Living Beyond Limits Emotional Coding Lab – Stanford

Project Description

by Janine Giese-Davis, Ph.D.

Principal Investigator: Dr. David Spiegel
Project Director: Janine Giese-Davis, Ph.D.
Co-Creators: Bita Nouriani, M.F.C.C., Jennifer Boyce, B.A., Sanjay Chakrapani, B.A., Diana Edwards, B.A., Barbara Symons, B.A., Julie Choe, B.A., Casey Alt, B.A., David Weibel, M.B.A., Jane Benson, M.S.W.

History

In 1995, I was awarded a postdoctoral fellowship grant (by the Breast Cancer Research Program of California) to create a technology for the study of change over time in the emotional expression of metastatic breast cancer patients as they participate in David Spiegel's supportive-expressive group. I was also funded by a portion of David Spiegel's MacArthur Foundation Mind-Body Network grant to create an extension to this coding system to investigate the social interaction linked to emotional expression in these groups. My colleagues and I have created a new type of system for the coding of emotion and behavior in group settings by layering 5 separate levels of coding. We make 5 passes through each videotape to code the full extent of our system. In this way, we will eventually be able to understand not only how emotional expression changes over time in the group, but how supported each woman is by the group in her emotional expression, and whether there are particular topics more likely to speed the therapeutic process.

Technical Aspects

Hardware/Software: We code through a software/hardware connection (James Long System) linking a vcr with the

Vickie Chang and Barbara Symons

in the Emotional Coding Lab

computer. The software samples from the keyboard at 60 times per second making the collection of continuous data possible. We therefore have frame-by-frame coded data, but the task of the coder is merely to strike the key associated with a particular code. Layering of the data is accomplished through merging time-synchronized codes in the multiple layers

Sampling:

  1. Rolling Enrollment in the Study over a Period of 7 Years
  2. Dates from Baseline, 4-month, 8-month, and 12-month Follow-ups Were Used to Time-link Sampling of Videotapes with the Cortisol and Questionnaires
  3. Four Tapes per Follow-up per Woman Were Selected Based on Accurate Attendance in Group
  4. All Videotapes in the Current Sample Have Been Coded by at Least Two Coders and Have Passed a Criterion of above a .60 Kappa.
  5. Average Kappa for the Videotapes Included in this Sample = .67 (Range = .595 - 1.0)
  6. 152 Videotape by Woman Segments Currently Completed

Coders are blind to hypotheses: I have been particularly careful to guard against creating results that were hypothesized by blinding coders in the following ways:

  1. Because we intend to test hypotheses related to change over time, we assigned random numbers to each videotape so that coders would be less likely to know the order, date, or even the year when the videotape was made.
  2. Coders are prohibited from knowing any hypotheses while being an active coder
  3. Upon leaving the lab, coders are debriefed as to specific hypotheses--None have guessed the hypotheses.
  4. Coders are prohibited from sharing with each other the knowledge of a specific group member's death, or to name specifically events discussed on tape.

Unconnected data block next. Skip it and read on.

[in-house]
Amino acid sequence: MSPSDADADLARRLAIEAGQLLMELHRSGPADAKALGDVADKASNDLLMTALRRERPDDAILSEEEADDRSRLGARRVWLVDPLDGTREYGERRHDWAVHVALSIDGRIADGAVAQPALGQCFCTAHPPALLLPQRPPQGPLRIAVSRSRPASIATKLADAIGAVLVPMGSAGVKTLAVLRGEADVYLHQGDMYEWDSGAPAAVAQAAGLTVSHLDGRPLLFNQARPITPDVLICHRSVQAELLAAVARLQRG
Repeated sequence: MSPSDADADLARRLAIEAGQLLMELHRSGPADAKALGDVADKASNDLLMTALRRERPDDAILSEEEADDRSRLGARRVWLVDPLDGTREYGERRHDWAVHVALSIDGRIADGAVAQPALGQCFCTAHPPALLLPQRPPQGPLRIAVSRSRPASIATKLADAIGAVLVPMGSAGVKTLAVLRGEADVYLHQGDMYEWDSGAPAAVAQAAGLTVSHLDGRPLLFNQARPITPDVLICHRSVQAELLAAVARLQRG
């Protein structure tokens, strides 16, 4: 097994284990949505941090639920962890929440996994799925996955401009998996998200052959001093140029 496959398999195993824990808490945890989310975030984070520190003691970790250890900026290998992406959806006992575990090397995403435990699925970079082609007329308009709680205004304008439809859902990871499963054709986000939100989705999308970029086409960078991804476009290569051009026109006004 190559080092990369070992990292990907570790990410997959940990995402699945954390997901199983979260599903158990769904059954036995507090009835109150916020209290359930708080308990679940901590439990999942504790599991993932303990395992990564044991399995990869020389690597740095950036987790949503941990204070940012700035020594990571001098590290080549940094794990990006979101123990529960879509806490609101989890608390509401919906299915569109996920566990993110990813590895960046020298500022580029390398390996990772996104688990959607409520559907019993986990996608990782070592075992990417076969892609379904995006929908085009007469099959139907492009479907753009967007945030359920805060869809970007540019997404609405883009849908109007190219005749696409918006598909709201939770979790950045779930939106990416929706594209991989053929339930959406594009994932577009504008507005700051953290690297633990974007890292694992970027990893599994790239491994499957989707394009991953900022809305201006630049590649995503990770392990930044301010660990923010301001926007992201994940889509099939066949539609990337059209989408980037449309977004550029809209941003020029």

5. Coders were unaware with whom their tapes would be compared for kappa.
  6. Tapes were assigned randomly in ways that would make it difficult to establish an order for the sequence of events in the group.
  7. Coders discussed emotional reactions to the viewing of these videotapes as a regular part of weekly lab meetings to reduce secondary post-traumatic stress reactions. During these discussions, coders could talk about their reactions to events on tape, but could not name a particular woman or discuss her disease course. A licensed social worker associated with the lab was available at any time for confidential counseling for secondary stress reactions.

Coding Emotion in a Group Setting

  1. Code Only When Person Is Speaking
  2. First Code Videotape for Who Is Speaking and Who Is Listening (Backchanneling)
  3. Average Time to code one 1-2 hour videotape for Speaker
    = 4.04 Hours   Range = 2.25 - 10.00 Hours
  4. Speaker and Listener Coding Are 2 Separate Passes Through the Videotape
  5. Average Time to code one 1-2 hour videotape for Listener
    = 7.07 Hours   Range = 5.0 - 10.00 Hours
  6. Emotion Coding Is Completed by Bringing the Speaker Coding into the Edit Window, Then Fast Forwarding the Tape to Each Place Where the Woman Being Coded Is Speaking
  7. Coders Then Emotion Code Those Segments, One Woman at a Time
  8. Average Time to Code One Woman as speaker per Tape
    = 1.5 Hours   Range = .25 - 5.5 Hours
  9. Average Time to Code all "listeners" for emotion per Tape
    = 6.25 Hours   Range =5.0 - 7.0 Hours
  10. Average Time to Code all "listeners" for emotion per Tape
    = 3.06 Hours   Range =2.0 - 5.0 Hours

Coders Contributing Valid Data (in order of appearance):

Jennifer Boyce, B.A.
Sanjay Chakrapani, B.A.
Barbara Symons, B.A.
Diana Edwards, B.A.
Julie Choe, B.A.
Kris Kamikawa, B.A.
Casey Alt
Grace Cheng, B.A.
Kelly Evans
Caryn Bernstein
Jennifer Beck, M.A.
Amy Troppman, B.A.
Tiffany Chang
Jocelyn R. Ibanez
Lisa Fleisher
Monique Leroux
Joan Chiao
Dan Chavira, M.A.
Michelle Tsuda
Eunice Chung
Vickie Chang, B.A.
Laurel Hill, M.A.
David Weibel, M.B.A.
Caroline Perry
Elizabeth Myers
Kristina Roth, B.A.
Lindsay Rene Gervacio
Negar Azihi


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